ROWLAND: Remote servicing is a fantastic tool to get a faster response and resolution to a customer’s problem. Usually, they don’t need a field technician to come to their house. A remote response can help resolve an issue about 10% of the time, or we can order parts remotely 60% of the time. It’s also an initial touchpoint if we can’t solve the problem remotely. Numotion made contact with over 70,000 customers nationwide last year through our remote service option.

Numotion also offer after-hours assistance via remote service. If a device goes down on Saturdays or after hours on weekdays, customers can call in to our branches for remote servicing.

SARGEANT: With the launch of our remote evaluation full-service initiative in 2019, NSM techs are given more ownership of our service and repair business. Through this initiative, our techs are trusted to proactively serve our clients’ repair needs using a combination of verbal diagnostics, video diagnostics, connected chair integration, and a multi-point inspection checklist. The goal is to strengthen our support of our clients and their caregivers by facilitating a successful repair before or at the first in-person appointment.

In 2019 we saw a 10-day reduction in cycle time when a remote evaluation was conducted. Remote evaluation allows us to often facilitate a solution, alleviating the need to wait for a tech to be dispatched.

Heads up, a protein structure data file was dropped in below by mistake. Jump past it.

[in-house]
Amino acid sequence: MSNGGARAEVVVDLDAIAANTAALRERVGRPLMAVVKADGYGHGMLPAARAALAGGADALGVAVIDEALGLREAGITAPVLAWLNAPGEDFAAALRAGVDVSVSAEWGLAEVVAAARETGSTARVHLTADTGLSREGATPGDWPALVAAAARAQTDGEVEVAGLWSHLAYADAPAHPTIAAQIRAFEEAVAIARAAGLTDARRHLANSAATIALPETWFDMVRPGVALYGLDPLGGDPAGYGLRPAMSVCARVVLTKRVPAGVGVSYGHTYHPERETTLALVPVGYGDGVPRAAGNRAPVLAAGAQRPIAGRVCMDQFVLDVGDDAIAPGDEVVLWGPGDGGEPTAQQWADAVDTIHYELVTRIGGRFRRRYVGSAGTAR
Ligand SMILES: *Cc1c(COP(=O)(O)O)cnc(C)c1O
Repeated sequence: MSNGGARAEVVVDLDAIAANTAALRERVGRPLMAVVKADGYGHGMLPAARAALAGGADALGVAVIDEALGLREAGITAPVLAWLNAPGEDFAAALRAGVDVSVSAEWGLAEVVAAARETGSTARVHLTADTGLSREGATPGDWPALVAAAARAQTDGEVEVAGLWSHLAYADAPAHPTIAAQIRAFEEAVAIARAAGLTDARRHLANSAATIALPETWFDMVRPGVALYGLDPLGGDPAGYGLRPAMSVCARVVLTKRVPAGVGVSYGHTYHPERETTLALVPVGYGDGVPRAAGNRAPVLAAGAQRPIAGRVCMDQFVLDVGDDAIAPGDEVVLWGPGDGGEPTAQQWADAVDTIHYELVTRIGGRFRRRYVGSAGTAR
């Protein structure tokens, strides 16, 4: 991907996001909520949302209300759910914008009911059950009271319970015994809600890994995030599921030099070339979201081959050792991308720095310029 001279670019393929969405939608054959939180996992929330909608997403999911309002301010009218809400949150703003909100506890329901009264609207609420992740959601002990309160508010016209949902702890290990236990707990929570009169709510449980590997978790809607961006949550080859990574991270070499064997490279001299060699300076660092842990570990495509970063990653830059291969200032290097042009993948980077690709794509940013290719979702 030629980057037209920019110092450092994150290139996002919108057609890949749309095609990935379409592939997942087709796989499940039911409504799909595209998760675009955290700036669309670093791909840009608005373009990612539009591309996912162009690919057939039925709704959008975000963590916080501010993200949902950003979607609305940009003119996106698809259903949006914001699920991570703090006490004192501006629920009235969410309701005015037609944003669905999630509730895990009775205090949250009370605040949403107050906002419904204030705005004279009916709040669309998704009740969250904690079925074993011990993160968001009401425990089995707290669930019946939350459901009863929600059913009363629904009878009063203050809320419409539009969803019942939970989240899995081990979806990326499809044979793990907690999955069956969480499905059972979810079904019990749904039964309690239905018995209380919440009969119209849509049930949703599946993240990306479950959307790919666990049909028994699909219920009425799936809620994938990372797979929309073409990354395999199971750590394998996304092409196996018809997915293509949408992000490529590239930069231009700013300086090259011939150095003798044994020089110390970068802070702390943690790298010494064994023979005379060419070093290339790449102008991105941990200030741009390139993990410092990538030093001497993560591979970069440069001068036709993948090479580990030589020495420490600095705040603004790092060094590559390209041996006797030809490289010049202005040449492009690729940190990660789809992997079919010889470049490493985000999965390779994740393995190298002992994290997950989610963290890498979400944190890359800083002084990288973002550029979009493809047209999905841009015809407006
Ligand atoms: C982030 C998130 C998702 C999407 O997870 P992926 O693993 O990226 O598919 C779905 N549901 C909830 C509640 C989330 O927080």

HOMECARE: How can dealers help customers maintain a normal life while their mobility devices are being serviced?

ROWLAND: Dropping off their device at a dealer location is just one solution if we can’t resolve the issue remotely. There is a much higher rate of completing the repair successfully on-site—usually while they wait—but if a dealer can’t repair the device on-site, allow the user to rent a comparable device to their primary mobility device while that repair is being done and parts are on order.

HOMECARE: Why is regular mobility device maintenance important and how can dealers educate users on that need?

ROWLAND: Education is extremely important. It helps users maintain mobility and function. Providers need to educate users on their need for regular maintenance. It also helps providers form partnerships with manufacturing partners. They have tools that can help us track the life of the machine so they can better inform customers of needed maintenance and repair schedules.

SARGEANT: Mobility devices have become a complex array of mechanical and electrical components to support the user. Much like a car, these components are constantly under strenuous use and require regular maintenance to ensure components continue to operate in top working condition. Dealers should remind clients at every interaction of the importance of regular maintenance. Sending reminders, conducting proactive preventative maintenance programs and offering seasonal maintenance checks are great ways to ensure that maintenance remains top of mind.

Kristin Easterling is managing editor of HomeCare magazine.